black men and police, Black men killed by Police, featured, National, News, propublica investigation, Race, stanford study, white males killed by police -

Black Men 21 Times More Likely Than White Men to be Killed by Police; Is This How the System Is Supposed to Work?

black men and police, Black men killed by Police, featured, National, News, propublica investigation, Race, stanford study, white males killed by police -

Black Men 21 Times More Likely Than White Men to be Killed by Police; Is This How the System Is Supposed to Work?

Eric Garner lawsuitThe study released over the weekend revealing that Black men are 21 times more likely than white men to be killed by the police will undoubtedly be received in some quarters of the country as evidence that the policing system is working just the way it is supposed to work. 

That supposition is based on another recent study that found the more white people are told the criminal justice system is racist and unfair to Black people, the more they like it. That study by researchers from Stanford University, published in Psychological Science and released in August, found that even when whites believe current sentencing laws are too harsh, they’re less likely to support changing them if they’re reminded that the current U.S. prison population is disproportionately Black.

This latest finding is a classic case of inequity in the system. Death by police — you can’t get more consequential than that.

The study was done by ProPublica, the nonprofit specializing in investigative journalism, analyzing federally collected data on police shootings — data that wasn’t even complete because not every municipality reports its numbers to the feds, particularly when it comes to cataloguing deaths by its police force. ProPublica looked at the 1,217 deadly police shootings from 2010 to 2012 captured in the federal data  and found that Black males age 15 to 19 were killed at a rate of 31.17 per million, while just 1.47 per million white males in that age range died at the hands of police.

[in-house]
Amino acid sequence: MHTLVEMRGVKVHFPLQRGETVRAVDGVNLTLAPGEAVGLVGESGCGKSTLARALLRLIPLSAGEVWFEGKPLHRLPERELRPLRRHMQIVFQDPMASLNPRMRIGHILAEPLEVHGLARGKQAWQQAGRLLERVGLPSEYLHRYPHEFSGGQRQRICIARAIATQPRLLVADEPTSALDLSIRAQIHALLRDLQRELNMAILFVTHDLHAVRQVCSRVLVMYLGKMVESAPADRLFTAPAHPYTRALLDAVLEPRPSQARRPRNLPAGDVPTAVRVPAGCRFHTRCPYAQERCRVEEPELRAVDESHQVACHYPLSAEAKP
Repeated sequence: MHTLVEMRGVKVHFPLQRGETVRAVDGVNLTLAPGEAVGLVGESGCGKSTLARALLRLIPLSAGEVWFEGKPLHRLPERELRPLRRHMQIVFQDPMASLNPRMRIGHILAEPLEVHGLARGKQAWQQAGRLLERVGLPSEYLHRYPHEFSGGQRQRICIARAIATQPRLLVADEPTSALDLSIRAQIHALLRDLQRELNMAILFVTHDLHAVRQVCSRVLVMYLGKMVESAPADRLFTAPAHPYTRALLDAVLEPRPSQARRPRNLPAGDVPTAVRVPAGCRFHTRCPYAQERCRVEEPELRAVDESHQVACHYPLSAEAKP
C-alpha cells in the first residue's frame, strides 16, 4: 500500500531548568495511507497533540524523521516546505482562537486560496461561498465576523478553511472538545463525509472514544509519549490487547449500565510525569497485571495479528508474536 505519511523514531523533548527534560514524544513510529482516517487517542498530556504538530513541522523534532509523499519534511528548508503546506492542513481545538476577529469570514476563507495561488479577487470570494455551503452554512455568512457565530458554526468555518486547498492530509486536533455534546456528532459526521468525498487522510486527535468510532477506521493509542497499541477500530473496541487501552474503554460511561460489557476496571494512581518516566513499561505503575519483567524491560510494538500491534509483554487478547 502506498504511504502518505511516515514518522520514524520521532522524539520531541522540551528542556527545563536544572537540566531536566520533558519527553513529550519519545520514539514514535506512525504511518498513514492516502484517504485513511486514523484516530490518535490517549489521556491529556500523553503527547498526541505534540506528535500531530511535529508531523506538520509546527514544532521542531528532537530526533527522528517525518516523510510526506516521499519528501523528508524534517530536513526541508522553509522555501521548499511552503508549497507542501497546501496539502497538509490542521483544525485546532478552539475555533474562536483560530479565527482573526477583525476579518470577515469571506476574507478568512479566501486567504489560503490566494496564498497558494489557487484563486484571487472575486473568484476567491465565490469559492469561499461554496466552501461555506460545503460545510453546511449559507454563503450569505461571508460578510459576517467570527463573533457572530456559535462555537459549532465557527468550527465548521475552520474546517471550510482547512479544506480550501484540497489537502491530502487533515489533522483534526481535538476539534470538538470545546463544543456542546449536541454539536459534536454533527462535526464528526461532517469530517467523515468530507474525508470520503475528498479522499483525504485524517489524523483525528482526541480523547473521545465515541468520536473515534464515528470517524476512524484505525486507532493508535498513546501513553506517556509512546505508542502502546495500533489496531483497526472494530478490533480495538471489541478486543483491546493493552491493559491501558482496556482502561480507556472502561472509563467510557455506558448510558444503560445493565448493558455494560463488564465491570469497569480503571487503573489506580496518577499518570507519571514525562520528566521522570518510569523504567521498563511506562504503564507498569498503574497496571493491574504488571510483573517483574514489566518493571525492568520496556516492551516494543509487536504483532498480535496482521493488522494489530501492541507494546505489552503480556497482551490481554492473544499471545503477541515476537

In other words, over those three years, 185 more white males would have had to have been killed by police for white males to be at equal risk of death by police, according to the ProPublica analysis. That works out to more than one a week.
ProPublica conceded that its analysis is necessarily incomplete because “vast numbers of the country’s 17,000 police departments don’t file fatal police shooting reports at all, and many have filed reports for some years but not others,” the nonprofit said. For instance, police departments in Florida haven’t filed reports since 1997 and New York City hasn’t reported data since 2007. But because at least 1,000 departments have reported consistently over the past 33 years, ProPublica felt confident enough to say the data revealed important trends.
David Klinger, a University of Missouri-St. Louis professor and expert on police use of deadly force, told ProPublica that racial disparities in the data could result from “measurement error,” but conceded that was unlikely. He said the disparity between Black and white teenage boys is so wide, “I doubt the measurement error would account for that.”

ProPublica found that there were 41 teenagers age 14 or younger killed by police between 1980 and 2012. Of those, 27 were Black, eight were white, and four were Hispanic.

The overwhelming majority of the killings were by white officers. Black officers account for a little more than 10 percent of all fatal police shootings.

Under what circumstances did these boys die? In 151 cases, teens were killed fleeing or resisting arrest at the time of the encounter — and 67 percent of those killed in such circumstances were Black. In the years between 2010 and 2o12, of the 15 teens shot fleeing arrest, 14 were Black.

 


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